It’s official; I’m registered for the Rock n Roll Las Vegas Half-Marathon on December 6. I’m so excited, and a lot of it is because I actually get to go somewhere!! Registering for a race is a sure-fire way of taking a trip, even if the trip is for an extended weekend. Bill and I are going there BY OURSELVES, sans kids, and I’m going to run a race in a place I’ve never been before. I can’t think of a better mini-vacation, honestly.
Because the race is (now) less than three weeks out, I’m focusing on tempo runs and speed work. I’m not worried about the distance; I can do 13.1 miles any day. A few days ago, Kathy chose Bobolink Trail in east Boulder county for our Saturday run because of the forecasted snow; if we got a lot, Bobolink is relatively flat and a few miles from the Foothills, where snow means breaking trail and running on icy hills. Bobolink is a better bet when you don’t know if there will be snow.
And, there wasn’t. The snow held off until Saturday afternoon, giving us an overcast, cool morning. I wore running tights and a pullover, as well as my SmartWool glove liners (I’ve mentioned my love affair with these beauties in pervious posts) and a new Nike skullcap that has a pony tail hole in the back. Heidi, our “weather barometer”, arrived in shorts and a long sleeve tech shirt with her Nike skullcap (in a different color) and gloves. If Heidi is in shorts, that means the temp is 40 degrees or above.
Heidi and I took off at the front of the group and stayed there. She’s feeling mostly recovered from the Kona Ironman race in October and is finally ready for a little more speed work. We chatted easily through the miles, and she was game for extending at the back end. Bobolink is an out-and-back, so we went to the end of the trail (3.36 miles) and back to the parking lot (3.36 miles) and then headed out again, stopping at the underpass of South Boulder Road (1.25 miles) and turning around (1.25 miles).
On the third leg of our journey we started talking about iPods and music. I asked if she listens to an iPod when she runs (answer: sometimes, and with only one earbud) and what she listens to (answer: Coldplay, Natalie Merchant and 10,000 Maniacs). I told her what my latest faves are (Michael Jackson’s “Will You Be There”, Tab Benoit (Louisiana Cajun/Blues), Barenaked Ladies “If I Had a Million Dollars“, Cake, Cracker). Glancing at my Garmin, I noticed we had mysteriously picked up pace while we were talking about music, and were now at a 7:30 pace instead of the 8:00/miles we had been holding for the first hour. Heidi mentioned the marathon runner who was DQ’d at the Lakefront Marathon in October because she used an iPod between miles 19-21, some of the hardest miles in a marathon. It’s illegal for elites to use iPods because of the “energy boost” you get when with music, so she was stripped of her winning title after some pictures of her with the iPod surfaced on the Internet.
Conversation ensued about the idea of finding your own mental reserves, and how racing pushes people to get away from the crutch of outside stimulation (an iPod, a training partner) and find personal inner strength. Heidi has a lot to say on this topic, as she just went through ten months of training; first for Oceanside, where she qualified for Kona, and then training for Kona. Sometimes she trained with people, going on runs or riding with someone. Sometimes she trained solo. Having a training partner broke up the monotony of seven hour rides, but it didn’t train her for being on the race course without a buddy. So, she made an effort to fit in training runs and rides where she went out solo, thus preparing herself to get through the hard patches by dipping into her inner strength.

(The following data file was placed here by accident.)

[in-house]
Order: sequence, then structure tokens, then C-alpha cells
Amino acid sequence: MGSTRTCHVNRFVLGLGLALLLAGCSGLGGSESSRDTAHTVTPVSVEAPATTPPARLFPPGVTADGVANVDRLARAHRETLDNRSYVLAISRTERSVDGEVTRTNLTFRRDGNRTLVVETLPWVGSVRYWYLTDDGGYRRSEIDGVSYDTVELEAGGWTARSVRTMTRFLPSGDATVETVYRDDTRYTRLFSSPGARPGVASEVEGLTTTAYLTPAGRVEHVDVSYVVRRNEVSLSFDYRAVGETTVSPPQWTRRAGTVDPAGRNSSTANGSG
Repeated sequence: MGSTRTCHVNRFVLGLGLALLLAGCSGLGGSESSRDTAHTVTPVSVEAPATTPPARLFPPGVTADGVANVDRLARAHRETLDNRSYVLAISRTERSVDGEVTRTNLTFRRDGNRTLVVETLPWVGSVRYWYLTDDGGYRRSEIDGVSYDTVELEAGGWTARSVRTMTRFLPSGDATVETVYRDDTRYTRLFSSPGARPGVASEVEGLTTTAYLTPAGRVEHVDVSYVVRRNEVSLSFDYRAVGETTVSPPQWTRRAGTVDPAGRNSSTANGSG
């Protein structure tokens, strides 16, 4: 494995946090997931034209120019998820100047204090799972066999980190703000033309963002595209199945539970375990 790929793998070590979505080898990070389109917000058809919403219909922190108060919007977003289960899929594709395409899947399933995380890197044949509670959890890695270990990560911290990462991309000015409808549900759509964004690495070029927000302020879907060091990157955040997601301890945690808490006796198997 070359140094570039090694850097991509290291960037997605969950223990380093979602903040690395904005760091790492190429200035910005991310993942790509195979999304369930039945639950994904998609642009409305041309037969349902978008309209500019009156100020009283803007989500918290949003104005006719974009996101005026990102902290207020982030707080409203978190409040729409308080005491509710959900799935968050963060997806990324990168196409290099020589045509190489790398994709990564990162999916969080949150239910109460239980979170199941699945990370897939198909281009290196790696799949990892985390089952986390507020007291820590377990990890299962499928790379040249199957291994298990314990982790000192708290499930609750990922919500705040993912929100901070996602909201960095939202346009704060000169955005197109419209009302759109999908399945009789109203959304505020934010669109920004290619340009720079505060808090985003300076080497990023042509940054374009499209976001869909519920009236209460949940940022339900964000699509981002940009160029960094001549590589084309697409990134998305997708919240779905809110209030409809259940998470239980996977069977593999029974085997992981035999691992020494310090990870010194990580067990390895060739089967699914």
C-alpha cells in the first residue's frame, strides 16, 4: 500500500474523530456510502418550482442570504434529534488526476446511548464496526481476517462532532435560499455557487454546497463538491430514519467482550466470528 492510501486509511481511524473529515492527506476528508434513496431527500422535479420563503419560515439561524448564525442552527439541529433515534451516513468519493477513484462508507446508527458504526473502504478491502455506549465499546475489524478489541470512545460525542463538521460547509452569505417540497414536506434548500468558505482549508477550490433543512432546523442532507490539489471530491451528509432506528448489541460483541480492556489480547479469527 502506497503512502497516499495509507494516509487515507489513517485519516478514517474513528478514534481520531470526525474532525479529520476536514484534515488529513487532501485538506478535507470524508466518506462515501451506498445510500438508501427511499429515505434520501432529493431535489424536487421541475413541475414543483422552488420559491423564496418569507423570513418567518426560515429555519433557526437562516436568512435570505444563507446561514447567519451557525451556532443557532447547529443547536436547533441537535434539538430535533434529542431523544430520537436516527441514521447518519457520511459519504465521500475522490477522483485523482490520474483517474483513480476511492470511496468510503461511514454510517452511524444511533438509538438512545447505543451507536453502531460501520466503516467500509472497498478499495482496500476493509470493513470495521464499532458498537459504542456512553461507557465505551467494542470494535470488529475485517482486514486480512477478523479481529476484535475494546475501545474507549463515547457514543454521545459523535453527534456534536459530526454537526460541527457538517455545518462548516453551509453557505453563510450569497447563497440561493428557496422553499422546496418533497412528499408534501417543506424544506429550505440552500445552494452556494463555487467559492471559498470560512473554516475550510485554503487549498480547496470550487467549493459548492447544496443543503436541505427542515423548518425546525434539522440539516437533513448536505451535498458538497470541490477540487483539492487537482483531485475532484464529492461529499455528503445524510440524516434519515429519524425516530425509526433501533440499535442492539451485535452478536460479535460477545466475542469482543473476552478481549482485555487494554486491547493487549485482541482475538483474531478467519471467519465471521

Mark Allen and Brant Secunda discuss this concept in their book “Fit Soul, Fit Body”. Athletes (elite, average, and everyone in between) must train their brains and souls for the work that is required over the long haul. This training spills into everyday life, where a person will inevitably come upon a situation where inner fortitude is the only thing there is to rely upon. Us average folk look at elite athletes like Josh Cox or Lance Armstrong and sometimes wonder where they get their perseverance, tenacity, and drive, while also being flexible in the face of unforeseen circumstances that are out of their control. Those qualities are attainable by every person, should they choose to give up the crutches that keep them stuck in second gear.
Athletes train hard, season after season. Workouts are logged, miles are covered, sweat is shed. The mind needs to be exercised and trained at the same time. When one is comfortable with their own mind and solitude, the deepest reserves of inner strength are available to draw from during any time of need.
During the two weeks of ramped up tempo runs and speed work as I get ready for the Las Vegas Half Marathon, I’m going to spend equal time training my mind to plumb the depths of my inner strength and working on my physical capabilities. This “inner training” will last eons after my muscles recover from any speed workout I do.
How about YOU?? How do you train your mind and soul for hard workouts, races, and the curves that life throws at you? Does your athleticism distract you from digging deeper, or complement your efforts?